The Vulcan homeworld, also named Vulcan, was mentioned in the original series, and in the script-adaptation anthology Star Trek 2, author James Blish put the planet in orbit around the star 40 Eridani A, 16 light years from Earth, an identification later adopted by Roddenberry.[17] Vulcan is a reddish Minshara-Class planet. Its inhabitants were originally called Vulcanians; Spock used this name in the TOS episodes "A Taste of Armageddon" and "Court-Martial", as did Federation colonists in "This Side of Paradise" and Harry Mudd in "Mudd's Women".

In Season 1 of TOS, in "The Man Trap", while Uhura is attempting to make conversation with Spock, he informs her that Vulcan has no moon. "I'm not surprised," is her response.

Much of its surface consists of deserts and mountain ranges, and large areas are set aside as wilderness preserves. It is much hotter, it has a stronger surface gravity, and its atmosphere is thinner than that of Earth. As a result of these factors, humans tend to tire out more quickly than native Vulcans.

The capital of and largest city on Vulcan is ShiKahr. Other major cities on Vulcan include Vulcana Regar, T'Paal, Gol, Raal, and Kir. Most major governmental bodies and embassies are located in ShiKahr, including the Vulcan High Command (historically), the first United Earth embassy on Vulcan, and the Vulcan Science Academy.

In the 2009 film Star Trek, Vulcan is destroyed by a Romulan ship commanded by Nero. Using his ship's mining tools, Nero drilled into the core of the planet to deliver a small amount of red matter, creating a singularity within the planet. The black hole created consumed the planet from the inside, killing almost all of its inhabitants.

By Star Trek Into Darkness a Vulcan colony had been established named "New Vulcan". New Vulcan is effectively the Vulcan home world in the alternate timeline. In Star Trek Beyond Vulcan couriers deliver news to Mr. Spock that his original timeline counterpart Ambassador Spock has died.


Vulcans once practiced a form of polytheism; this can be seen in gods of war, peace, and death depicted on the Stone of Gol, as well as the celebration of Rumarie. The DVD commentary for "Amok Time" says that TOS writer D. C. Fontana named the Vulcan god of death "Shariel", a bust of whom is seen in Spock's quarters.

In about the 4th century AD, Vulcans emerged from their violent tendencies and civil wars under a philosopher named Surak, who advocated the suppressing of emotion in favor of logic. This period was known as the "Great Awakening", and much of present-day Vulcan philosophy emerged from this period. According to the Star Trek: New Frontier book series (which, like all novels, are not considered canon), the Great Awakening caused many wars and conflicts to occur amongst various Vulcan tribes; those who supported Surak's cause would become separated from friends and even close family members who did not. For cases in which parents were separated by this, a ritual was created called the "ku'nit ka'fa'ar", a battle to determine which parent would maintain their child. Despite the acceptance of Surak's teachings, generations of imperfect copies of his writings, combined with changes in the Vulcan language over time, resulted in a diluted form of the culture he instituted.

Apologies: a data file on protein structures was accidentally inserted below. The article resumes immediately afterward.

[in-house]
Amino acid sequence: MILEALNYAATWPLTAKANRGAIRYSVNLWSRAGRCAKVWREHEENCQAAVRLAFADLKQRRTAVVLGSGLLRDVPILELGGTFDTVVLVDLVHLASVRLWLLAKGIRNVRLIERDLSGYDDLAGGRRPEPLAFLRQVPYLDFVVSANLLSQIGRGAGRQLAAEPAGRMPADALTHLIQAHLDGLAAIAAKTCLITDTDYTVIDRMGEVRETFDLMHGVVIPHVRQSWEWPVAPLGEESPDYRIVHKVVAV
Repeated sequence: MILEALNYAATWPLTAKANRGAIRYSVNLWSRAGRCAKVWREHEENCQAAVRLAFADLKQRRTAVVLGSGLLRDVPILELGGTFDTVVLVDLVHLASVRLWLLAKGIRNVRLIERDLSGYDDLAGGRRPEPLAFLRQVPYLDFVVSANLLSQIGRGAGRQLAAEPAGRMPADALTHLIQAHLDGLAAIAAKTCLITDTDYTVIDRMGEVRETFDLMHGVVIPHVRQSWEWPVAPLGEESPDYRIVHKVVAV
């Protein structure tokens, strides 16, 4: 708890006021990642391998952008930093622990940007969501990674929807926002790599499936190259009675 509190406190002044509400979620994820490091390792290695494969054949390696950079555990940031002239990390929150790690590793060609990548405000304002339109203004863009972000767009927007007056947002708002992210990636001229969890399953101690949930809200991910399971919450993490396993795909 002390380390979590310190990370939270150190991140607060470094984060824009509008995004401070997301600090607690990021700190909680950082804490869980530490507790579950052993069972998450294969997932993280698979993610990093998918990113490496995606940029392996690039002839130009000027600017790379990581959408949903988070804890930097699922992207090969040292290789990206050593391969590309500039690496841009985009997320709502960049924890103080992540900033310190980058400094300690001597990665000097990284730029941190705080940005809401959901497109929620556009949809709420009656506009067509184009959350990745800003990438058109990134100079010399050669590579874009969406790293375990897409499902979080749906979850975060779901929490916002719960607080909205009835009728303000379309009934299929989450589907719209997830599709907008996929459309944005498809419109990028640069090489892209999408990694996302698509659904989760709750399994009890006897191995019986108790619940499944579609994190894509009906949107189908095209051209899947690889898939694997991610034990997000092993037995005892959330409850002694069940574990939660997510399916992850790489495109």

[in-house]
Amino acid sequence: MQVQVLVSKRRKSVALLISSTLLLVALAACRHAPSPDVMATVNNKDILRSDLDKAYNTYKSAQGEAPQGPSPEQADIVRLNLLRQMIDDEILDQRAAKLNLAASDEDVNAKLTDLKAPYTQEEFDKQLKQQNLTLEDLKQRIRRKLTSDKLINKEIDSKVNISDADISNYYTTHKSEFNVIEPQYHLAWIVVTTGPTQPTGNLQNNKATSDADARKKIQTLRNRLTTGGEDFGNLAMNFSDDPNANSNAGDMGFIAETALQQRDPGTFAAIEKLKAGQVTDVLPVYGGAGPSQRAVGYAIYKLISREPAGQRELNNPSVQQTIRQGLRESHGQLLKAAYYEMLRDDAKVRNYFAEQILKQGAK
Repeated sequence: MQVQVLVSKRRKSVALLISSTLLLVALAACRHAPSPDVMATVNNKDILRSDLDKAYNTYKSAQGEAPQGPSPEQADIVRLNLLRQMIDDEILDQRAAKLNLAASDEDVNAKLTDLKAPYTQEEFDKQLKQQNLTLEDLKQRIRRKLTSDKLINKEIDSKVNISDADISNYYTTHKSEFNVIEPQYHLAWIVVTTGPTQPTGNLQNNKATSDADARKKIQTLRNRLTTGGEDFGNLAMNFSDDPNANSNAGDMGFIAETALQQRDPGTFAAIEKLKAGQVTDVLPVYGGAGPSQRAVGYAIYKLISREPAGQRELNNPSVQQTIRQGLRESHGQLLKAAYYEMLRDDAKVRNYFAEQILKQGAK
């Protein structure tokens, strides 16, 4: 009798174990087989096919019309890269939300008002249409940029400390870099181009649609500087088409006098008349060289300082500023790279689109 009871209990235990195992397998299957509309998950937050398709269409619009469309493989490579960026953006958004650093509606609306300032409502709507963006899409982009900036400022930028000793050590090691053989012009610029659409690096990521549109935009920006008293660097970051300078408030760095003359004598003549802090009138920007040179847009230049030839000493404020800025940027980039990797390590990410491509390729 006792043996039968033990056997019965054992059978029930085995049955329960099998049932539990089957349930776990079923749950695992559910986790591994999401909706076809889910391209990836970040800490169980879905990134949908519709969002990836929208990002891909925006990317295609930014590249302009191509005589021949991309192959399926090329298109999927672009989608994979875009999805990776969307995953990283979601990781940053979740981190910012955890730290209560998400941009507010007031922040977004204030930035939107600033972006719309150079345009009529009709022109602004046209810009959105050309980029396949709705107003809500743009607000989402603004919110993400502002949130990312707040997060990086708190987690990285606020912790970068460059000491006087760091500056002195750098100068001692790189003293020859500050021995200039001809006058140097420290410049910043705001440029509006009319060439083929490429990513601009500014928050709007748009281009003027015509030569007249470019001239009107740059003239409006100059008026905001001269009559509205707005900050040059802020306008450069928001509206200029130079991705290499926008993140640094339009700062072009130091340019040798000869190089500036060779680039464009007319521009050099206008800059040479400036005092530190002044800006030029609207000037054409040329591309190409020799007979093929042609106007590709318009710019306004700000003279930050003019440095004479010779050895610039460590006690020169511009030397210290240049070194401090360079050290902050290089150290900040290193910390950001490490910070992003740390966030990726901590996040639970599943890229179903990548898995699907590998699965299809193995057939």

Surak's views and lifestyle were not universally accepted by Vulcan society. One particular group of Vulcans who called themselves "those who march beneath the Raptor's wings" were so adamant in their opposition against Surak that it resulted in a nuclear war fought with neutron bombs, of which Surak himself became a victim. After a time the portion of Vulcan society who rejected Surak's teachings left the planet for the stars. These Vulcan separatists would eventually become known as the Romulans. Knowledge of the common ancestry of Romulans and Vulcans would obscure into myth over the millennia, and while some Vulcans had direct dealings with Romulans in the 22nd century, the common ancestry would not become widely known until the mid-23rd century.

A great deal of Star Trek spin-off fiction, in particular the novel The Romulan Way by Diane Duane and Peter Morwood, has stated that the leader of the Vulcan-Romulan migration was a close follower of Surak's named S'Task. S'Task would see the founding of the Romulan Empire, but was killed by political factions shortly thereafter.

Vulcans did recover from the effects of barbarism and turn much of their attention to space travel for 1,500 years. What would later become known as the Vulcan High Command was initially formed to orchestrate space exploration, but it ended up seizing control of the Vulcan government.